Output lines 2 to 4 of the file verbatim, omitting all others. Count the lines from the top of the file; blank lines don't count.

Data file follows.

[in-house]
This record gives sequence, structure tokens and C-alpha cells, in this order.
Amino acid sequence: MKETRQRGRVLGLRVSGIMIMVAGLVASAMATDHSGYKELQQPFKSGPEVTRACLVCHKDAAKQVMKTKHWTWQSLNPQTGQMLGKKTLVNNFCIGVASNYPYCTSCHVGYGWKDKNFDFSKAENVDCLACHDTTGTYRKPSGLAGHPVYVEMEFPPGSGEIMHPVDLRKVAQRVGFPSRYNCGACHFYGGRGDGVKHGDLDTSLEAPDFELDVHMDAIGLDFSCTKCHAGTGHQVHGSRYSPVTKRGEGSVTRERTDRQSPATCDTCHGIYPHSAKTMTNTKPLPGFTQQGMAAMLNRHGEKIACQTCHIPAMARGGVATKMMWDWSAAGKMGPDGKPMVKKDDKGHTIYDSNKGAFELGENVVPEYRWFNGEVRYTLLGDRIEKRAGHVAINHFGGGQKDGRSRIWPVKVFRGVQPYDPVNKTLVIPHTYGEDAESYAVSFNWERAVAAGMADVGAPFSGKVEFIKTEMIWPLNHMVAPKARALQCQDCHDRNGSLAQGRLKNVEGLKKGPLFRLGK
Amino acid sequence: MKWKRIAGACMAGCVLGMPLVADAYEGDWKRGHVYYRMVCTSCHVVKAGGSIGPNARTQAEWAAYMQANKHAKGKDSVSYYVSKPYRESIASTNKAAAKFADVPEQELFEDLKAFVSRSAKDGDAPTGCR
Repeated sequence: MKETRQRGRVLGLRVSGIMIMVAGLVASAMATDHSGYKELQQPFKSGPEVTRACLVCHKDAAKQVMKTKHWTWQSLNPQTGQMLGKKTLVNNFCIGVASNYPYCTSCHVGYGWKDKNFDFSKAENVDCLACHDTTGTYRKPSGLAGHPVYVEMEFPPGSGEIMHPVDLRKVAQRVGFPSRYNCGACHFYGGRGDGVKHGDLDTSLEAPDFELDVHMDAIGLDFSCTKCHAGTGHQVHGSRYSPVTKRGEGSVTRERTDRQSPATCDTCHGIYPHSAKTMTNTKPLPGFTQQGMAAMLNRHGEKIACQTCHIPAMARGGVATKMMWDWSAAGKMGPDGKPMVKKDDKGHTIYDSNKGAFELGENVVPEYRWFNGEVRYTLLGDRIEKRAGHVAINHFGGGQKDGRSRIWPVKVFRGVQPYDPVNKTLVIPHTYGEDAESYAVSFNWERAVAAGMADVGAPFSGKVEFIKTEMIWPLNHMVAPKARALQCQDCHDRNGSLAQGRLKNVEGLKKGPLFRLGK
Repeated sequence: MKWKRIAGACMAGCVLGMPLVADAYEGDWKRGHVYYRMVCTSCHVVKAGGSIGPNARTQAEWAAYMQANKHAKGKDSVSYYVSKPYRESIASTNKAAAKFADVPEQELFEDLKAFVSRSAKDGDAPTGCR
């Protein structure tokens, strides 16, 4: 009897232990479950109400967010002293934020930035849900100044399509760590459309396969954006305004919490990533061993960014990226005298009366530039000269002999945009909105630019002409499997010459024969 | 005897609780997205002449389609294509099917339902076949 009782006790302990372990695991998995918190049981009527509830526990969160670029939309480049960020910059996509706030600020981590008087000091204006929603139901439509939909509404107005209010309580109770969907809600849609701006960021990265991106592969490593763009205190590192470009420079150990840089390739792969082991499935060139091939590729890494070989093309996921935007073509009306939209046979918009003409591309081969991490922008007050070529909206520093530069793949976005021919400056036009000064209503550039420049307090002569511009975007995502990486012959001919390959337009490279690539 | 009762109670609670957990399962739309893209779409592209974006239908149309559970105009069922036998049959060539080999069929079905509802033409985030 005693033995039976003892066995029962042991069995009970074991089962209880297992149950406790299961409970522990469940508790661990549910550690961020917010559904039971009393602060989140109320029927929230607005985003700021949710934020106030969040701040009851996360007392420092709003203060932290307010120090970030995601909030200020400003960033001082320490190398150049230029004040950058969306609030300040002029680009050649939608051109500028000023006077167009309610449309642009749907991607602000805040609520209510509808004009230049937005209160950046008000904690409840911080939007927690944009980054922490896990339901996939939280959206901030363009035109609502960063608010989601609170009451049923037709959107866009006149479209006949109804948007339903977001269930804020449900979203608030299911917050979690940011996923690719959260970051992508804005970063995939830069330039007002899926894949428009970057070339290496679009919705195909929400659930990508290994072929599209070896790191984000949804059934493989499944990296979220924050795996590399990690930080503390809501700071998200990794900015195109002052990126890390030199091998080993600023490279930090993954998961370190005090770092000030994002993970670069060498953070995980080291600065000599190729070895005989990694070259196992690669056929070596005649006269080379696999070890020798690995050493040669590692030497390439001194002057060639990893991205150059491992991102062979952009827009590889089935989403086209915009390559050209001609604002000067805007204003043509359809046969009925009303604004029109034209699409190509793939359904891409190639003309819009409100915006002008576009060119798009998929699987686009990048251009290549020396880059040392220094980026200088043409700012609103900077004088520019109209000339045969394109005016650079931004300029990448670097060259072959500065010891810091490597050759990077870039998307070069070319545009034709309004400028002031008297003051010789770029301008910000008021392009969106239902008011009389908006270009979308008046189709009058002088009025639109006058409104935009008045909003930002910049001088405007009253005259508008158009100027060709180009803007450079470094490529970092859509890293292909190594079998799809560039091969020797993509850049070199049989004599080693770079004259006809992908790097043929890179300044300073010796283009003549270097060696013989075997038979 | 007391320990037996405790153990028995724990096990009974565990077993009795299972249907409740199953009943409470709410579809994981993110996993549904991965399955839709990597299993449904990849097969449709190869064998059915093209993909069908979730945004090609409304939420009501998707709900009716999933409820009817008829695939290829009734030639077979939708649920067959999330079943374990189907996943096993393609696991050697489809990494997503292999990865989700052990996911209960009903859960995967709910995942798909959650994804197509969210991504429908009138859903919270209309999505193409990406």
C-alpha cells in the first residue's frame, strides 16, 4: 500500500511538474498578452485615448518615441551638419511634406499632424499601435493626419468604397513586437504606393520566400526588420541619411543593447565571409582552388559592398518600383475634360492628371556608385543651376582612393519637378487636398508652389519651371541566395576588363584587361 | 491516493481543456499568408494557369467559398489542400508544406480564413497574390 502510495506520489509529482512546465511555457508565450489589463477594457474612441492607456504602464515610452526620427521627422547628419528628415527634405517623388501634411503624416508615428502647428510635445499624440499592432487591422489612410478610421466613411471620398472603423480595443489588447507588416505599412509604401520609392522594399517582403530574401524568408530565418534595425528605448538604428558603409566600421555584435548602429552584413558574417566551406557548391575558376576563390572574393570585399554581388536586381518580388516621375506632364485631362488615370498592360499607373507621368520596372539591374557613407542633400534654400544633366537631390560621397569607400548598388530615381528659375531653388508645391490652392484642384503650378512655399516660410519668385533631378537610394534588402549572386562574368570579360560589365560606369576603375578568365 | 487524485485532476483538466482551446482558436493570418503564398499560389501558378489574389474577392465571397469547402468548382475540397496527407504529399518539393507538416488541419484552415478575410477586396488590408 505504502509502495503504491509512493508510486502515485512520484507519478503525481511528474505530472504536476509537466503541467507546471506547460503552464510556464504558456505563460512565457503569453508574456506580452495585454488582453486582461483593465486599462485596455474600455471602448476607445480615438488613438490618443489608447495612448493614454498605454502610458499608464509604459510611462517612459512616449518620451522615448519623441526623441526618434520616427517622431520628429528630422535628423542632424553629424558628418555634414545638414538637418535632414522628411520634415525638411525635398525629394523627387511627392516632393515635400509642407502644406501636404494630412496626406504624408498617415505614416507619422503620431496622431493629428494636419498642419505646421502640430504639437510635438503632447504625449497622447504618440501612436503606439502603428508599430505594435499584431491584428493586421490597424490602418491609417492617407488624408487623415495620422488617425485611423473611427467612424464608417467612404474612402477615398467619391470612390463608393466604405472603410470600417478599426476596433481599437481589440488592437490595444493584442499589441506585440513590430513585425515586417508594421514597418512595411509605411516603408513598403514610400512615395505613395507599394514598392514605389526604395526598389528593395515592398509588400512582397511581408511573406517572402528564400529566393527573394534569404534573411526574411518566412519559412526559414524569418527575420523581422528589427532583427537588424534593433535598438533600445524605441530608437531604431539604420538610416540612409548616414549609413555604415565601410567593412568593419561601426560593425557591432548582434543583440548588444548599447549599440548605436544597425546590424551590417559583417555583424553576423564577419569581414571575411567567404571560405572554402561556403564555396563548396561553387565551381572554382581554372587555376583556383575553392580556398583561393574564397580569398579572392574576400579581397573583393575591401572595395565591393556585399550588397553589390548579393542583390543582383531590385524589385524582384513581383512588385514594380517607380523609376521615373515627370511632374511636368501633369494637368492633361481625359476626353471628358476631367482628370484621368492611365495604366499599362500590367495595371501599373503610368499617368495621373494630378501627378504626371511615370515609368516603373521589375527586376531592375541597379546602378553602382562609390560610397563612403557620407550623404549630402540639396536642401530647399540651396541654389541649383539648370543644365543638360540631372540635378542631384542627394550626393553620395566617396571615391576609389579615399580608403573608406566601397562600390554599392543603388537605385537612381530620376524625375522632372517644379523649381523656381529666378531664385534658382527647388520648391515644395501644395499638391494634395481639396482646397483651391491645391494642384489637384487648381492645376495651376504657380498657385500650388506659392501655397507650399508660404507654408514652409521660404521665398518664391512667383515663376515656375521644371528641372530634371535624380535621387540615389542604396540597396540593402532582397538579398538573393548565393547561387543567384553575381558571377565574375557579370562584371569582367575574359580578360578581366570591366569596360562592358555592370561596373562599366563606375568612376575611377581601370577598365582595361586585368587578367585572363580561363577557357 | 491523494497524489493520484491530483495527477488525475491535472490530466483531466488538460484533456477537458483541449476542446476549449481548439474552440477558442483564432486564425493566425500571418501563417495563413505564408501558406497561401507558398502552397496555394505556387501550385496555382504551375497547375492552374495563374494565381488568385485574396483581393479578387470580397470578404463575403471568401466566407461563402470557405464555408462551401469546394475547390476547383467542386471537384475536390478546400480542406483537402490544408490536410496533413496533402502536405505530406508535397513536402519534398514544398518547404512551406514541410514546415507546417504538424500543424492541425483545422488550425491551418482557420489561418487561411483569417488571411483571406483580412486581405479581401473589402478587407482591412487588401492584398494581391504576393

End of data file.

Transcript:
This record gives sequence, structure tokens and C-alpha cells, in this order.
Amino acid sequence: MKETRQRGRVLGLRVSGIMIMVAGLVASAMATDHSGYKELQQPFKSGPEVTRACLVCHKDAAKQVMKTKHWTWQSLNPQTGQMLGKKTLVNNFCIGVASNYPYCTSCHVGYGWKDKNFDFSKAENVDCLACHDTTGTYRKPSGLAGHPVYVEMEFPPGSGEIMHPVDLRKVAQRVGFPSRYNCGACHFYGGRGDGVKHGDLDTSLEAPDFELDVHMDAIGLDFSCTKCHAGTGHQVHGSRYSPVTKRGEGSVTRERTDRQSPATCDTCHGIYPHSAKTMTNTKPLPGFTQQGMAAMLNRHGEKIACQTCHIPAMARGGVATKMMWDWSAAGKMGPDGKPMVKKDDKGHTIYDSNKGAFELGENVVPEYRWFNGEVRYTLLGDRIEKRAGHVAINHFGGGQKDGRSRIWPVKVFRGVQPYDPVNKTLVIPHTYGEDAESYAVSFNWERAVAAGMADVGAPFSGKVEFIKTEMIWPLNHMVAPKARALQCQDCHDRNGSLAQGRLKNVEGLKKGPLFRLGK
Amino acid sequence: MKWKRIAGACMAGCVLGMPLVADAYEGDWKRGHVYYRMVCTSCHVVKAGGSIGPNARTQAEWAAYMQANKHAKGKDSVSYYVSKPYRESIASTNKAAAKFADVPEQELFEDLKAFVSRSAKDGDAPTGCR